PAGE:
Army secretary: 'There's no investigation' into Vindman

Army secretary: 'There's no investigation' into Vindman
© Greg Nash

Lt. Col. Alexander VindmanAlexander VindmanHouse wants documents on McEntee's security clearances Trump says he wants officials who are 'loyal to our country' Trump allies assembled lists of officials considered disloyal to president: report MORE, who provided damaging testimony during President TrumpDonald John TrumpTrump passes Pence a dangerous buck Overnight Health Care — Presented by American Health Care Association — Trump taps Pence to lead coronavirus response | Trump accuses Pelosi of trying to create panic | CDC confirms case of 'unknown' origin | Schumer wants .5 billion in emergency funds Trump nods at reputation as germaphobe during coronavirus briefing: 'I try to bail out as much as possible' after sneezes MORE’s impeachment, is not being investigated by the Army, the service’s top civilian said Friday.

Army Secretary Ryan McCarthyRyan McCarthyOvernight Defense: GOP lawmaker takes unannounced trip to Syria | Taliban leader pens New York Times op-ed on peace talks | Cheney blasts paper for publishing op-ed Overnight Defense: Army says it isn't investigating Vindman | White House outlines legal justification for Soleimani strike | Service member dies in Africa Army secretary: 'There's no investigation' into Vindman MORE’s comments come days after Trump suggested the military discipline Vindman for his testimony during the House’s impeachment inquiry.

“There’s no investigation into him,” McCarthy said at the National Press Club.


A week ago, Vindman and his twin brother, who did not testify during the impeachment process, were escorted from the White House, where they had been working as National Security Council staffers.

Then on Tuesday, Trump raised the possibility the Army would “take a look” at Vindman.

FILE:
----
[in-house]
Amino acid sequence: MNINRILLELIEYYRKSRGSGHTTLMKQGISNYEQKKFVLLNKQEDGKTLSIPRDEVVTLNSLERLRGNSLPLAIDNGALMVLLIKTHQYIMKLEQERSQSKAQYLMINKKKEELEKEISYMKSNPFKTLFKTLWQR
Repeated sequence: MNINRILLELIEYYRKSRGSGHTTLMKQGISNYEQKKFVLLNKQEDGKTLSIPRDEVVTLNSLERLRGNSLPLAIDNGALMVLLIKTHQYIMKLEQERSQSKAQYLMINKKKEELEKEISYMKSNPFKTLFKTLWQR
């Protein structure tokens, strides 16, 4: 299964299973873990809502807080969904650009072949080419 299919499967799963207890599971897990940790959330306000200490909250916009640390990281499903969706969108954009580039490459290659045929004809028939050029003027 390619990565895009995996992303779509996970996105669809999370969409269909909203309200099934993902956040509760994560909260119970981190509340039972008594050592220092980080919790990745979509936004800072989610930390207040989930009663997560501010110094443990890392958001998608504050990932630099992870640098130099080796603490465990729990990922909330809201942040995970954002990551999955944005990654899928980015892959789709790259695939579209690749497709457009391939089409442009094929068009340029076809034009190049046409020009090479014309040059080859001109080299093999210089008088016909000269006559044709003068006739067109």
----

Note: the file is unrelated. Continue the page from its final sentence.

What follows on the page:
"We sent him on his way to a much different location, and the military can handle him any way they want," Trump told reporters in the Oval Office. 

Asked specifically if the Pentagon should pursue further action against Vindman, Trump said it would be "up to the military."

"But if you look at what happened, they’re going to certainly, I would imagine, take a look at that," Trump added.


The comments raised fears of military punishment for Vindman despite Defense Secretary Mark EsperMark EsperSaudi military students resume US flight training: report Overnight Defense: Lawmakers tear into Pentagon over .8B for border wall | Dems offer bill to reverse Trump on wall funding | Senators urge UN to restore Iran sanctions Bipartisan Armed Services leaders tear into Pentagon over use of .8B for border wall MORE suggesting earlier there would be none.

“We protect all of our persons, service members, from retribution or anything like that. We’ve already addressed that in policy and other means,” Esper told reporters at the Pentagon hours before Vindman was removed from his National Security Council job.

On Friday, McCarthy downplayed Vindman’s removal from the National Security Council, saying he had been scheduled to leave the job in May or June anyway. 

Right now, Vindman has a “bridging assignment” working at Army Department headquarters “for a few months” until he attends as “senior service college this summer,” McCarthy added.